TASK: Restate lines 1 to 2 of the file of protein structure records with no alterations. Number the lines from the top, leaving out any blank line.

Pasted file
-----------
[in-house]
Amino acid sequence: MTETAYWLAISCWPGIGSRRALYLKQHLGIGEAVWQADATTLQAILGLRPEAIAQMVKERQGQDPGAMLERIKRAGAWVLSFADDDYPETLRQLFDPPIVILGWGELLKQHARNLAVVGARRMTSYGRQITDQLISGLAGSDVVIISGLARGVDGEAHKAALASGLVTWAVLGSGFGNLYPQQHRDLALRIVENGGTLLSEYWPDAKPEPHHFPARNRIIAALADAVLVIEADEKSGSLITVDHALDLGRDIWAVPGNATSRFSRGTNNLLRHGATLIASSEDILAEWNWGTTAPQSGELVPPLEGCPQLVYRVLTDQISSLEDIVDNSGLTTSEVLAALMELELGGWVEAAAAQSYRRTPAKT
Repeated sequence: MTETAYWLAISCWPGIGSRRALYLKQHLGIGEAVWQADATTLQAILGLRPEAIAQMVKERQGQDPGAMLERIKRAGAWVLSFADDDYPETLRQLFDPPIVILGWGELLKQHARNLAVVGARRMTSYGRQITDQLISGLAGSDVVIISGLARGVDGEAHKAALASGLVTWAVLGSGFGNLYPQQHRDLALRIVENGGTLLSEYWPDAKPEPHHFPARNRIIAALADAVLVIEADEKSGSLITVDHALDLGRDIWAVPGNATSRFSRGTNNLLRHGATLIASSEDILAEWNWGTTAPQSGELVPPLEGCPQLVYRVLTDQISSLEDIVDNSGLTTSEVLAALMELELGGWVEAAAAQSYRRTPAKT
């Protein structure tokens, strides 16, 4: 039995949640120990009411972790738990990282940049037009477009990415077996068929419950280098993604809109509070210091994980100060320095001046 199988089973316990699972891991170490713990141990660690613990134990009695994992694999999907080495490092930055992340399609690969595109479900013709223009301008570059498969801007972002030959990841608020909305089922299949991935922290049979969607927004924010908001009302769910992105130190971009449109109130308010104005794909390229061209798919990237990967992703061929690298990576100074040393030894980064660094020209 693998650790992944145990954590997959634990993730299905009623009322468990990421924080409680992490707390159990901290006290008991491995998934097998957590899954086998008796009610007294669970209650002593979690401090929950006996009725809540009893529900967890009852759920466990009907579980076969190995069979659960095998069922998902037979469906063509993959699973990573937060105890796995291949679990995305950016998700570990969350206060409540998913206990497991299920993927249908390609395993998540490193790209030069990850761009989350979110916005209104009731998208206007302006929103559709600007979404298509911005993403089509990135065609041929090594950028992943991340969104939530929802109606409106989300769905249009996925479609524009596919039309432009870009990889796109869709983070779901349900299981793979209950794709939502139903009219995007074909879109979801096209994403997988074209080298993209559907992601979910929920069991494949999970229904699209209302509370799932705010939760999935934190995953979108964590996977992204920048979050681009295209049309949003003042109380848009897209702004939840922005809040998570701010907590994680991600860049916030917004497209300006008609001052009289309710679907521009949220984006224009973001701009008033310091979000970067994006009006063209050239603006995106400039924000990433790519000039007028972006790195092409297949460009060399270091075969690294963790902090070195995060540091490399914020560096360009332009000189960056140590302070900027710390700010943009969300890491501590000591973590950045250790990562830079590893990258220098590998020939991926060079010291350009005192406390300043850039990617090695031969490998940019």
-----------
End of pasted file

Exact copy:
[in-house]
Amino acid sequence: MTETAYWLAISCWPGIGSRRALYLKQHLGIGEAVWQADATTLQAILGLRPEAIAQMVKERQGQDPGAMLERIKRAGAWVLSFADDDYPETLRQLFDPPIVILGWGELLKQHARNLAVVGARRMTSYGRQITDQLISGLAGSDVVIISGLARGVDGEAHKAALASGLVTWAVLGSGFGNLYPQQHRDLALRIVENGGTLLSEYWPDAKPEPHHFPARNRIIAALADAVLVIEADEKSGSLITVDHALDLGRDIWAVPGNATSRFSRGTNNLLRHGATLIASSEDILAEWNWGTTAPQSGELVPPLEGCPQLVYRVLTDQISSLEDIVDNSGLTTSEVLAALMELELGGWVEAAAAQSYRRTPAKT